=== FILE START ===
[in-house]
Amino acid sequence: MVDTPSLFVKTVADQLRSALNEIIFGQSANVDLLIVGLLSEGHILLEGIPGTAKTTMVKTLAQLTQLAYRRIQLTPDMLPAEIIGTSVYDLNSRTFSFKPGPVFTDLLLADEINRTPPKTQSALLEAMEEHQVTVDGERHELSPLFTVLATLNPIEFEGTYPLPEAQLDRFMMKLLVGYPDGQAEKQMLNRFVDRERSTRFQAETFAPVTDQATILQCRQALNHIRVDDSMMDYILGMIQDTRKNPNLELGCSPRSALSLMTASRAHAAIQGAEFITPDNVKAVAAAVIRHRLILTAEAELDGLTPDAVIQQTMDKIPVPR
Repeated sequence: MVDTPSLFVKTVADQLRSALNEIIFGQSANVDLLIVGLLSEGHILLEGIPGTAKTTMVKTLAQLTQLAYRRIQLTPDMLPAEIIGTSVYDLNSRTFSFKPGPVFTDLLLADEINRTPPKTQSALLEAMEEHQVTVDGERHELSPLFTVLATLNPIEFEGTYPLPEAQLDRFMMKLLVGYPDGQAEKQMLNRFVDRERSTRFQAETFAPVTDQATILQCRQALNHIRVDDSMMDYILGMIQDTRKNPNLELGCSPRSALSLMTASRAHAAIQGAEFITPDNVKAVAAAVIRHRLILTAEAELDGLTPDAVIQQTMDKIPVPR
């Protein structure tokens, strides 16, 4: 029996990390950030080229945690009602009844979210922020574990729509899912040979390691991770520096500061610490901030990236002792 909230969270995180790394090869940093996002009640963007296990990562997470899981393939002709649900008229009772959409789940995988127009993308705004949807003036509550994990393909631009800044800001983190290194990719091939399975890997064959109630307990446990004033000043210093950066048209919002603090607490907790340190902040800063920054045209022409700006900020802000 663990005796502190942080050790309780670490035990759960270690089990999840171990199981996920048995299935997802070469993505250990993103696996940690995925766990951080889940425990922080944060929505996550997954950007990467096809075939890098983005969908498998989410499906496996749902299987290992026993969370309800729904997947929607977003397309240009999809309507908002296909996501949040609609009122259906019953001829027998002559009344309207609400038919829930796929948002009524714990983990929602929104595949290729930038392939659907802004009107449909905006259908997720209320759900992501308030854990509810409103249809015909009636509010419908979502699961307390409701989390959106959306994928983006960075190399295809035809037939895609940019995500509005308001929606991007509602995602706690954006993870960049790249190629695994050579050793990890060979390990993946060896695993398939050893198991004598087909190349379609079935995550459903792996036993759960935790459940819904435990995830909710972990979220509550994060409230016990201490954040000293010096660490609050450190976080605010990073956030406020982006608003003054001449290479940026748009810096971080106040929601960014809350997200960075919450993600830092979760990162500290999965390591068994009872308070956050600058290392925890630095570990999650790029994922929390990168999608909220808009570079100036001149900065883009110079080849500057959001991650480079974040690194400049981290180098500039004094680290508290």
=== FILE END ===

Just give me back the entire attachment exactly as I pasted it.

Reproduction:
[in-house]
Amino acid sequence: MVDTPSLFVKTVADQLRSALNEIIFGQSANVDLLIVGLLSEGHILLEGIPGTAKTTMVKTLAQLTQLAYRRIQLTPDMLPAEIIGTSVYDLNSRTFSFKPGPVFTDLLLADEINRTPPKTQSALLEAMEEHQVTVDGERHELSPLFTVLATLNPIEFEGTYPLPEAQLDRFMMKLLVGYPDGQAEKQMLNRFVDRERSTRFQAETFAPVTDQATILQCRQALNHIRVDDSMMDYILGMIQDTRKNPNLELGCSPRSALSLMTASRAHAAIQGAEFITPDNVKAVAAAVIRHRLILTAEAELDGLTPDAVIQQTMDKIPVPR
Repeated sequence: MVDTPSLFVKTVADQLRSALNEIIFGQSANVDLLIVGLLSEGHILLEGIPGTAKTTMVKTLAQLTQLAYRRIQLTPDMLPAEIIGTSVYDLNSRTFSFKPGPVFTDLLLADEINRTPPKTQSALLEAMEEHQVTVDGERHELSPLFTVLATLNPIEFEGTYPLPEAQLDRFMMKLLVGYPDGQAEKQMLNRFVDRERSTRFQAETFAPVTDQATILQCRQALNHIRVDDSMMDYILGMIQDTRKNPNLELGCSPRSALSLMTASRAHAAIQGAEFITPDNVKAVAAAVIRHRLILTAEAELDGLTPDAVIQQTMDKIPVPR
């Protein structure tokens, strides 16, 4: 029996990390950030080229945690009602009844979210922020574990729509899912040979390691991770520096500061610490901030990236002792 909230969270995180790394090869940093996002009640963007296990990562997470899981393939002709649900008229009772959409789940995988127009993308705004949807003036509550994990393909631009800044800001983190290194990719091939399975890997064959109630307990446990004033000043210093950066048209919002603090607490907790340190902040800063920054045209022409700006900020802000 663990005796502190942080050790309780670490035990759960270690089990999840171990199981996920048995299935997802070469993505250990993103696996940690995925766990951080889940425990922080944060929505996550997954950007990467096809075939890098983005969908498998989410499906496996749902299987290992026993969370309800729904997947929607977003397309240009999809309507908002296909996501949040609609009122259906019953001829027998002559009344309207609400038919829930796929948002009524714990983990929602929104595949290729930038392939659907802004009107449909905006259908997720209320759900992501308030854990509810409103249809015909009636509010419908979502699961307390409701989390959106959306994928983006960075190399295809035809037939895609940019995500509005308001929606991007509602995602706690954006993870960049790249190629695994050579050793990890060979390990993946060896695993398939050893198991004598087909190349379609079935995550459903792996036993759960935790459940819904435990995830909710972990979220509550994060409230016990201490954040000293010096660490609050450190976080605010990073956030406020982006608003003054001449290479940026748009810096971080106040929601960014809350997200960075919450993600830092979760990162500290999965390591068994009872308070956050600058290392925890630095570990999650790029994922929390990168999608909220808009570079100036001149900065883009110079080849500057959001991650480079974040690194400049981290180098500039004094680290508290």